Skip to content
Permalink
Branch: master
Find file Copy path
Find file Copy path
Fetching contributors…
Cannot retrieve contributors at this time
910 lines (757 sloc) 20.5 KB
package wdte
import (
"context"
"errors"
"fmt"
"io"
"sort"
"strings"
"github.com/DeedleFake/wdte/ast"
"github.com/DeedleFake/wdte/scanner"
)
// Parse parses an AST from r and then translates it into a top-level
// compound. im is used to handle import statements. If im is nil, a
// no-op importer is used. In most cases, std.Import is a good default.
func Parse(r io.Reader, im Importer, macros scanner.MacroMap) (Compound, error) {
root, err := ast.Parse(r, macros)
if err != nil {
return nil, err
}
return FromAST(root, im)
}
// FromAST translates an AST into a top-level compound. im is used to
// handle import statements. If im is nil, a no-op importer is used.
func FromAST(root ast.Node, im Importer) (Compound, error) {
if im == nil {
im = ImportFunc(defaultImporter)
}
return (&translator{
im: im,
}).fromScript(root.(*ast.NTerm))
}
// An Importer creates scopes from strings. When parsing a WDTE
// script, an importer is used to import scopes into namespaces.
//
// When the WDTE import expression
//
// import 'example'
//
// is parsed, the associated Importer will be invoked as follows:
//
// im.Import("example")
type Importer interface {
Import(from string) (*Scope, error)
}
func defaultImporter(from string) (*Scope, error) {
// TODO: This should probably do something else.
return nil, nil
}
// ImportFunc is a wrapper around simple functions to allow them to be
// used as Importers.
type ImportFunc func(from string) (*Scope, error)
func (f ImportFunc) Import(from string) (*Scope, error) { // nolint
return f(from)
}
// ID represents a WDTE ID, such as a local variable.
type ID string
// Func is the base type through which all data is handled by WDTE. It
// represents everything that can be passed around in the language.
// This includes functions, of course, expressions, strings, numbers,
// Go functions, and anything else the client wants to pass into WDTE.
type Func interface {
// Call calls the function with the given arguments, returning its
// return value. frame represents the current call frame, which
// tracks scope as well as debugging info.
Call(frame Frame, args ...Func) Func
}
// A Frame tracks information about the current function call, such as
// the scope that the function is being executed in and debugging
// info.
type Frame struct {
id ID
scope *Scope
ctx context.Context
p *Frame
}
// F returns a top-level frame. This can be used by Go code calling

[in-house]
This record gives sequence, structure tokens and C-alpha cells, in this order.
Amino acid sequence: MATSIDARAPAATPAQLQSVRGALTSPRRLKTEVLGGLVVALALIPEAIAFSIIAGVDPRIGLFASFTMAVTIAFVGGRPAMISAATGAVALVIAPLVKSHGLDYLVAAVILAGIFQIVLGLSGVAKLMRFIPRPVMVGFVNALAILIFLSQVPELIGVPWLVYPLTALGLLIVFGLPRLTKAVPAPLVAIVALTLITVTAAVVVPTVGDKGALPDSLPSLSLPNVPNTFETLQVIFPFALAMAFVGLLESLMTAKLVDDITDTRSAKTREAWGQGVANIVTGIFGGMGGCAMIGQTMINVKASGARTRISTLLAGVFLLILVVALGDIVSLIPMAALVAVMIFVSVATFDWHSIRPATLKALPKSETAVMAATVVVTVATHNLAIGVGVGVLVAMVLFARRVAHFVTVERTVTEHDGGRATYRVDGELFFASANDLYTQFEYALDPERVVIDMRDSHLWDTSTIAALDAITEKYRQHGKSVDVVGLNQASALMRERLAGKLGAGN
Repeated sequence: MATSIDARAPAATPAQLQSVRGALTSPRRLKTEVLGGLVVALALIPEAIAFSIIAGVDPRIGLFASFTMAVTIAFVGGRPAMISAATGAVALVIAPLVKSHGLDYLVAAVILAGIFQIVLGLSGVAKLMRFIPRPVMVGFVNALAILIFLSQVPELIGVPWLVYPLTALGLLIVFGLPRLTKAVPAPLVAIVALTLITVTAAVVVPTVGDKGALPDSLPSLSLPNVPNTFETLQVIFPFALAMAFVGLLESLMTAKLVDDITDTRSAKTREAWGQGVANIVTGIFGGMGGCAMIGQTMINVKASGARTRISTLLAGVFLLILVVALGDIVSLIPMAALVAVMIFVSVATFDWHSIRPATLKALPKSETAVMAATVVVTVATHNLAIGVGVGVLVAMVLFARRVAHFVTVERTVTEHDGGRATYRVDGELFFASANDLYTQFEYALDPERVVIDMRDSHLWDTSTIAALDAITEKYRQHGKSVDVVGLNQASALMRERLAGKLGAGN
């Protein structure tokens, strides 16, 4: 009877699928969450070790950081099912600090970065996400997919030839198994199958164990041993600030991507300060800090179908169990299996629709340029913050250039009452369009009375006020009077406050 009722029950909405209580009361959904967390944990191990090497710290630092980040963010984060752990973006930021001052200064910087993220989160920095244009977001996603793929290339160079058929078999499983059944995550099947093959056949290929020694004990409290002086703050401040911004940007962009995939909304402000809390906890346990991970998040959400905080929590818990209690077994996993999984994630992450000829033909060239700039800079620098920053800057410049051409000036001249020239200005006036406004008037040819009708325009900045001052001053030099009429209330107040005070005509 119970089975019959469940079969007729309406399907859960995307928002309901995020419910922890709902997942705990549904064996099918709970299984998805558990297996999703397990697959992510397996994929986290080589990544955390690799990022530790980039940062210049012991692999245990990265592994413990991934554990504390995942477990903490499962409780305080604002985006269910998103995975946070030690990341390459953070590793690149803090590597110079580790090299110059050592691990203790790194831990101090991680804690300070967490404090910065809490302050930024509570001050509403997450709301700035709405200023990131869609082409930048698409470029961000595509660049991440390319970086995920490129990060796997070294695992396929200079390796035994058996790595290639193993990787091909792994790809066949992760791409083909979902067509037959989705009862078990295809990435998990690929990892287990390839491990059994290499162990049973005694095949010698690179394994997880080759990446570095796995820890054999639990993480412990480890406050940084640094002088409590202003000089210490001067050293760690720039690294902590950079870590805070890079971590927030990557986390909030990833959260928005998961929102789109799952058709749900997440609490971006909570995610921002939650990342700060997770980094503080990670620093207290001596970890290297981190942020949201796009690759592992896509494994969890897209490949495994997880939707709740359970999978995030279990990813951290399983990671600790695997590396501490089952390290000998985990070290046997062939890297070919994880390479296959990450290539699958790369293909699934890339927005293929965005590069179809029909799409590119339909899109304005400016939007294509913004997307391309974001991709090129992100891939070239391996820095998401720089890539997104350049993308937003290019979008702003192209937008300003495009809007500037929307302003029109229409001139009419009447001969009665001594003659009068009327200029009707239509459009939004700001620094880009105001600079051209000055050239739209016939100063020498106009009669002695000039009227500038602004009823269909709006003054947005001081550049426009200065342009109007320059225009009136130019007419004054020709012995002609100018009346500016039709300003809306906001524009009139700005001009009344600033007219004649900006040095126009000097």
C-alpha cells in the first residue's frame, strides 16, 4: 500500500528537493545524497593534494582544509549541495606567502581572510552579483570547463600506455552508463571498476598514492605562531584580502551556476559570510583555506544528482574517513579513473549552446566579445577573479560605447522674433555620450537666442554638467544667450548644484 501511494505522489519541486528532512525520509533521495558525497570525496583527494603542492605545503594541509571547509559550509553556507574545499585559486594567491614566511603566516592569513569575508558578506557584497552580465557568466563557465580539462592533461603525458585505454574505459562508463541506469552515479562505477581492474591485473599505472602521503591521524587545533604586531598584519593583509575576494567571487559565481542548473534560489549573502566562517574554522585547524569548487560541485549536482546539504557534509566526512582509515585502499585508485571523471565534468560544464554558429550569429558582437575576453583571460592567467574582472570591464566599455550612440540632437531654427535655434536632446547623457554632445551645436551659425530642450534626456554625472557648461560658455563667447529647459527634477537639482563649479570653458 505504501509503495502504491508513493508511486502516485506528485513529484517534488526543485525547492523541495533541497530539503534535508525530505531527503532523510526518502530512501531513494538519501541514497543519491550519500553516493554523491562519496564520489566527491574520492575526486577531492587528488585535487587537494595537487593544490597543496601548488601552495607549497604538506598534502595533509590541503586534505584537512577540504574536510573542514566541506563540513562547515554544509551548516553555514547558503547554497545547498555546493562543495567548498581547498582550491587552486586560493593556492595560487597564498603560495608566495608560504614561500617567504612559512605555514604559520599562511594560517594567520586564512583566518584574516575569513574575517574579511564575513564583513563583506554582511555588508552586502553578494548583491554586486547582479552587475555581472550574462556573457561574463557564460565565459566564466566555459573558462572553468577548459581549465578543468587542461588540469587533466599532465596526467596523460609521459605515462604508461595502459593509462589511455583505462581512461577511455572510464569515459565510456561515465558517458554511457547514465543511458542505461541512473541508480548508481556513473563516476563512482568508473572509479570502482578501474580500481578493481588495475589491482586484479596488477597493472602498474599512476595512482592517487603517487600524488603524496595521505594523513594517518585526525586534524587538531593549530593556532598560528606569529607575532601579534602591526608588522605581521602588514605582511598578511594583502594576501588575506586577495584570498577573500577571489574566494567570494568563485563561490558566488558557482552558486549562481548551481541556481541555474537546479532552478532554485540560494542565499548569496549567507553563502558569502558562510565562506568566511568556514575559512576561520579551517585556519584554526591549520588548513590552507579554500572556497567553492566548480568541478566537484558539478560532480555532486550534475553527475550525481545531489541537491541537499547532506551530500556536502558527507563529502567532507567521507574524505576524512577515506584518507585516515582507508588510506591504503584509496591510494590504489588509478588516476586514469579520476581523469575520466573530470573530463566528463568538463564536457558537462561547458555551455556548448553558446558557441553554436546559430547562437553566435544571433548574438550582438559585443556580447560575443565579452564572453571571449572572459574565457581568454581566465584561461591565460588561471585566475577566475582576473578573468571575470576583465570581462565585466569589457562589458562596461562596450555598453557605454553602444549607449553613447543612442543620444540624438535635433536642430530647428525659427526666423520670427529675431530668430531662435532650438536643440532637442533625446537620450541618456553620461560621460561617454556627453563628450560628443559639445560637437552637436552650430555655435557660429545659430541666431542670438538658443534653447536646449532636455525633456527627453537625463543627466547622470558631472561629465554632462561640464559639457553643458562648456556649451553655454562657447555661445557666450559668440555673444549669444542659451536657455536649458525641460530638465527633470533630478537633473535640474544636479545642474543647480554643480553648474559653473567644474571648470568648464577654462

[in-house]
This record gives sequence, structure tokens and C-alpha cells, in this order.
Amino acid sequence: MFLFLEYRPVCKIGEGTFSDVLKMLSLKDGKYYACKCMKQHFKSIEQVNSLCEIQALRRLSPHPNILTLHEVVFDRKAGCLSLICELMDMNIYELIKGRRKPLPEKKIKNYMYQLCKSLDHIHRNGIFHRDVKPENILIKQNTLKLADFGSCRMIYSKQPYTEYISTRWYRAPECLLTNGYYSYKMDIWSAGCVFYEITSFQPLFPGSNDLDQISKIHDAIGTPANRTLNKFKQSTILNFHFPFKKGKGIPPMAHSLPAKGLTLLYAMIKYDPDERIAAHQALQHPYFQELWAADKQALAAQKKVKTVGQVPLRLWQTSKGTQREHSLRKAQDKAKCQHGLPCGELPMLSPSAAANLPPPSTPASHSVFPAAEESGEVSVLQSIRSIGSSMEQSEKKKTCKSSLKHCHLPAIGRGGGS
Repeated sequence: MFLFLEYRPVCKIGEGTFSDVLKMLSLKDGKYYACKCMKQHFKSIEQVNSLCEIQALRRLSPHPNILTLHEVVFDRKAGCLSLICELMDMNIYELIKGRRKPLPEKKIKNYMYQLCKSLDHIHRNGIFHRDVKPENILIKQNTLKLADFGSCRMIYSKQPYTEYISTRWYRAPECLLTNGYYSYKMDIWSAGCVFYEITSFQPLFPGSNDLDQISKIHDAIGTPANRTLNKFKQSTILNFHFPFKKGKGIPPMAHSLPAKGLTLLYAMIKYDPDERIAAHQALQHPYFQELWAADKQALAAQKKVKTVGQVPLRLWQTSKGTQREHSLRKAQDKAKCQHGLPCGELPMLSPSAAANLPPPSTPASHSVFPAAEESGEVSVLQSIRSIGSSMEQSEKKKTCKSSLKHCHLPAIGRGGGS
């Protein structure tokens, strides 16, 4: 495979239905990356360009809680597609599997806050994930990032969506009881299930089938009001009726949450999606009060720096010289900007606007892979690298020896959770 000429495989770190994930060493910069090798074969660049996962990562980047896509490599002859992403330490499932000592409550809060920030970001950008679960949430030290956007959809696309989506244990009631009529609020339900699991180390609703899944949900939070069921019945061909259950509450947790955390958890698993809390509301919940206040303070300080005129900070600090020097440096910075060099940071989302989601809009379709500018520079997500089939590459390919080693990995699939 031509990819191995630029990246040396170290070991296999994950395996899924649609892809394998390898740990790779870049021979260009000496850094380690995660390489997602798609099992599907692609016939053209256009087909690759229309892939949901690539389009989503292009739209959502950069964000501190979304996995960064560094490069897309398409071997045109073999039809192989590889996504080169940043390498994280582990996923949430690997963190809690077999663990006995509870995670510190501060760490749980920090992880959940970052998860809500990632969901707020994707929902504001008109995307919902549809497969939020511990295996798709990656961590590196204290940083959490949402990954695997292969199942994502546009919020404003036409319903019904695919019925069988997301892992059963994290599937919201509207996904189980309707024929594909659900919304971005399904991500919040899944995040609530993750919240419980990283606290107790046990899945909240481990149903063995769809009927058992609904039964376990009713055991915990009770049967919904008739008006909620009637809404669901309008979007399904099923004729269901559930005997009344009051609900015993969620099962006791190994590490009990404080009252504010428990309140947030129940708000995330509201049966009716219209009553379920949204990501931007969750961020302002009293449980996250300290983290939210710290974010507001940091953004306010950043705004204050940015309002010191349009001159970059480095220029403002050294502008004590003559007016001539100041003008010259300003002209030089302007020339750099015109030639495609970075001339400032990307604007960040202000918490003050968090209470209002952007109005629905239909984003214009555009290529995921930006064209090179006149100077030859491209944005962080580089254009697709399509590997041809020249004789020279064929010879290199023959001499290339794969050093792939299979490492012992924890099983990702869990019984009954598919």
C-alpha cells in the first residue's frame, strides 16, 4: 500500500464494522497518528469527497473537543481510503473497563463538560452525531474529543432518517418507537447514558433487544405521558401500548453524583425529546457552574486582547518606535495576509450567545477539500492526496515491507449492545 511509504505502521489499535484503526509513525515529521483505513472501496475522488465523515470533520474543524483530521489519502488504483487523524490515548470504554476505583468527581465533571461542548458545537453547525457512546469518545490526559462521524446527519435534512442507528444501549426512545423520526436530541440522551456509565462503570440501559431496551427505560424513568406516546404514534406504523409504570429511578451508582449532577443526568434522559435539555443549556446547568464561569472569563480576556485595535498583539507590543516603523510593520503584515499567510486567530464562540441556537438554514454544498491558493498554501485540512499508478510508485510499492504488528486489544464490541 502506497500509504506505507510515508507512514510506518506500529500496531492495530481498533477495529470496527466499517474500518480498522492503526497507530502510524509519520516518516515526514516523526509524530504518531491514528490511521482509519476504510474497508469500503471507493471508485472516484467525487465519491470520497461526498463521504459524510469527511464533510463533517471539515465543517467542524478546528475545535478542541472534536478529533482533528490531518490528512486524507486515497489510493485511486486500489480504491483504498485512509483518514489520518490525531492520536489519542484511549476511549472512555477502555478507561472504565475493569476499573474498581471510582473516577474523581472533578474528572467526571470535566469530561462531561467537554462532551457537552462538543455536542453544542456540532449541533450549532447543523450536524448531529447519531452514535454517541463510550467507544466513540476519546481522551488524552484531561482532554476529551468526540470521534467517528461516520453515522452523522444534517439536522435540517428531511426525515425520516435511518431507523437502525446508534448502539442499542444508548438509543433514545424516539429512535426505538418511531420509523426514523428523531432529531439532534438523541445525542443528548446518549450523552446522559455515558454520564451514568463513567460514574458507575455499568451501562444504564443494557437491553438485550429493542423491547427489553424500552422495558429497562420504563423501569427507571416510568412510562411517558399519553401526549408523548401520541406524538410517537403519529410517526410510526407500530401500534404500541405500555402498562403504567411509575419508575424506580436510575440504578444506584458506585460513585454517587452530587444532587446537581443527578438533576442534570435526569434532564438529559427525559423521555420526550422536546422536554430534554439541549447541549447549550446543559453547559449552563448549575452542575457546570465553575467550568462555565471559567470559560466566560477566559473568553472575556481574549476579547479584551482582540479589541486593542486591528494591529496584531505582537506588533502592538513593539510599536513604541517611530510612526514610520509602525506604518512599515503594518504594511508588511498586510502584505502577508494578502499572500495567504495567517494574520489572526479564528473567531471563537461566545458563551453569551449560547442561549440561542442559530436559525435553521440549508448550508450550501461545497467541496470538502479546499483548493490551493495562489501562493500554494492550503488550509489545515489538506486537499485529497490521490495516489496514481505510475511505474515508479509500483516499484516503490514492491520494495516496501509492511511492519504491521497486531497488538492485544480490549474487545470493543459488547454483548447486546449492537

// WDTE functions directly if another frame is not available.
//
// In many cases, it may be preferable to use std.F() instead.
func F() Frame {
return Frame{
id: "unknown function, maybe Go",
}
}
// Sub returns a new child frame of f with the given ID and the same
// scope as f.
//
// Under most circumstances, a GoFunc should call this before calling
// any WDTE functions, as it is useful for debugging. For example:
//
// func Example(frame wdte.Frame, args ...wdte.Func) wdte.Func {
// frame = frame.Sub("example")
// ...
// }
func (f Frame) Sub(id ID) Frame {
return Frame{
id: id,
scope: f.scope,
p: &f,
}
}
// WithScope returns a copy of f with the given scope.
func (f Frame) WithScope(scope *Scope) Frame {
f.scope = scope
return f
}
// WithContext returns a copy of f with the given context.
func (f Frame) WithContext(ctx context.Context) Frame {
f.ctx = ctx
return f
}
// ID returns the ID of the frame. This is generally the function that
// created the frame.
func (f Frame) ID() ID {
return f.id
}
// Scope returns the scope associated with the frame.
func (f Frame) Scope() *Scope {
return f.scope
}
func (f Frame) Context() context.Context {
if f.ctx == nil {
return context.Background()
}
return f.ctx
}
// Parent returns the frame that this frame was created from, or a
// blank frame if there was none.
func (f Frame) Parent() Frame {
if f.p == nil {
return Frame{}
}
return *f.p
}
// Backtrace prints a backtrace to w.
func (f Frame) Backtrace(w io.Writer) error {
_, err := fmt.Fprintf(w, "\t%v\n", f.ID())
if err != nil {
return err
}
return f.p.backtrace(w)
}
func (f *Frame) backtrace(w io.Writer) error {
if f == nil {
return nil
}
id := f.ID()
if id == "" {
return nil
}
_, err := fmt.Fprintf(w, "\tCalled from %v\n", id)
if err != nil {
return err
}
return f.p.backtrace(w)
}
// Scope is a tiered storage space for local variables. This includes
// function parameters and chain slots. A nil *Scope is equivalent to
// a blank, top-level scope.
type Scope struct {
p *Scope
known func(m map[ID]struct{})
getFunc func(id ID) Func
}
// S is a convenience function that returns a blank, top-level scope.
func S() *Scope {
return nil
}
// Get returns the value of the variable with the given ID. If the
// variable doesn't exist in either the current scope or any of its
// parent scopes, nil is returned.
func (s *Scope) Get(id ID) Func {
if s == nil {
return nil
}
if s.getFunc == nil {
return s.p.Get(id)
}
return s.getFunc(id)
}